October 1, 2002 | Commentary on Energy and Environment
Politics, they say, is the art of compromise. You give
something, I give something. In the end, we wind up with something
everyone's happy with. That's how worthwhile legislation is forged,
Yes, usually. But compromise could earn a bad name from the old-fashioned "horse-trading" under way as federal lawmakers try to hammer out a deal over energy legislation they hope to send President Bush sometime soon.
Those who favor the Bush approach, for example, are considering a host of "climate control" measures to reduce greenhouse gases in exchange for the right to drill for oil in the Arctic National Wildlife Reserve (ANWR). But both provisions will play far too great a role in America's energy future to be treated as pawns on a political chessboard.
Congressional negotiators should stop and ask: What's our goal? Presumably, it's to provide Americans a safe, secure, plentiful supply of energy at affordable prices. Energy brings growth; growth brings economic vitality, and economic vitality brings a higher standard of living.
If this is so, then some actions become clear. The committee that's working on the energy legislation must keep measures that promote energy security and drop those that don't.
For example, the committee should allow oil exploration in ANWR. The payoff -- as much oil as we would buy from Saudi Arabia in 56 years -- is great. And the cost -- a "footprint" the size of a large airport in an area the size of South Carolina -- is small.
Besides, the environmental risk from new "slant-drilling" techniques is virtually non-existent. As House Energy Committee Chairman Billy Tauzin recently told the U.S. Chamber of Commerce, if drilling can proceed in his environmentally sensitive native state of Louisiana, it certainly can proceed in the Alaskan tundra. A pollster from Alaska, David Dittman, estimates that more oil leaks from cars in a Wal-Mart parking lot in a single day than has spilled at the Prudhoe Bay oilfields, just north of the ANWR site, in 27 years of operation.
Similarly, committee members should scrap any attempt to increase subsidies for "renewable" fuels, such as wind and solar power. Over the last two decades, American taxpayers have lavished $11 billion on the developers of wind and solar power -- and for what?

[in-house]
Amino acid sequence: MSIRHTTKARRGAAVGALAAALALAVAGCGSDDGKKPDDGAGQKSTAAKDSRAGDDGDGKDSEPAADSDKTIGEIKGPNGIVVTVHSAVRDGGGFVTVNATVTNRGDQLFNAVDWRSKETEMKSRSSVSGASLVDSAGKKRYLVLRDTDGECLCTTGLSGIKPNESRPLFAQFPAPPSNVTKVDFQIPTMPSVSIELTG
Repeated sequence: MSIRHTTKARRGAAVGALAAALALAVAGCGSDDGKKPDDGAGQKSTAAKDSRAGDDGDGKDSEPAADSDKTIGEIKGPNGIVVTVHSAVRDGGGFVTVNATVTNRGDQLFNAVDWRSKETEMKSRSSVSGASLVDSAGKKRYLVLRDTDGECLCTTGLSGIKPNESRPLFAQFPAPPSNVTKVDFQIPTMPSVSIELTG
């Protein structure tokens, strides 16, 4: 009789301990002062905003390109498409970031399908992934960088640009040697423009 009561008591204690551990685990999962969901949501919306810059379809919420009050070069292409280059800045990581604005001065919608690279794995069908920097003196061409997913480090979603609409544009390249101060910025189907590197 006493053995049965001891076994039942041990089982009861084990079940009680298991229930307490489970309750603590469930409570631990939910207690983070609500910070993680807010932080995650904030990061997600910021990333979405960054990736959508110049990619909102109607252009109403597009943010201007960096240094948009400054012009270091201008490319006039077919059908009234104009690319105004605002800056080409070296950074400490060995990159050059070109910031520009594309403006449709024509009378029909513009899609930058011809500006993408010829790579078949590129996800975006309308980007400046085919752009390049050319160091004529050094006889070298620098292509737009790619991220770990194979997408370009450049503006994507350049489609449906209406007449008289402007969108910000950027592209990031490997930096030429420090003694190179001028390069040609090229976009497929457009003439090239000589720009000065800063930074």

Wind, solar, geothermal and "biomass" energy accounted for 2 percent of America's electric power in 2000, and the federal government estimates it won't account for more than 3 percent by 2020. These energy sources are tremendously expensive. Wind power, even from the most vast and windy outposts (in other words, nowhere near where most people need energy), costs twice as much as natural gas. And "renewable" sources require backup since the sun doesn't always shine and the wind doesn't always blow. The costs to transmit this energy far exceed that of energy sources such as coal or oil.
Yet the Senate version of the energy legislation would require electricity suppliers to obtain escalating portions of their energy from renewable sources. The standard would start at 1 percent in 2005 and climb to 10 percent by 2020. They could fulfill the requirement by buying the high-cost renewables, buying "credits" from power companies that bought the renewables or buying credits from the Energy Department. All three options would serve mainly to raise energy costs for consumers.
And if the goal is plentiful, affordable energy, why does the Senate version of the legislation call for what amounts to a self-imposed Kyoto Accord? President Bush rejected Kyoto -- an agreement that calls for drastic cuts in greenhouse-gas emissions by the United States but lets many of the world's worst polluters, including China and India, off scot-free -- because it would cost our economy up to $400 billion and because it would do little to help the environment.
That's right. Though professional activists present as gospel the theory that global warming is largely man-made, more than 17,000 scientists who study all aspects of climate and the environment have signed a petition citing the lack of actual proof and opposing Kyoto-like restraints. Even supporters of the Kyoto treaty admit its beneficial effects would be minimal. With Kyoto, they say, average temperatures would climb 0.6 degrees Fahrenheit in the next 100 years, versus 1 degree without.
Congress should shun horse-trading when it comes to energy policy. It ought to set a reasonable and desirable goal -- plentiful and affordable energy for all Americans -- and work from there. Our economy, our strength as a nation -- not to mention common sense -- demand that we do things a little differently this time.
Charli Coon is an energy policy analyst at The Heritage Foundation, a Washington-based public policy research institute.
Distributed nationally on the Knight-Ridder Tribune wire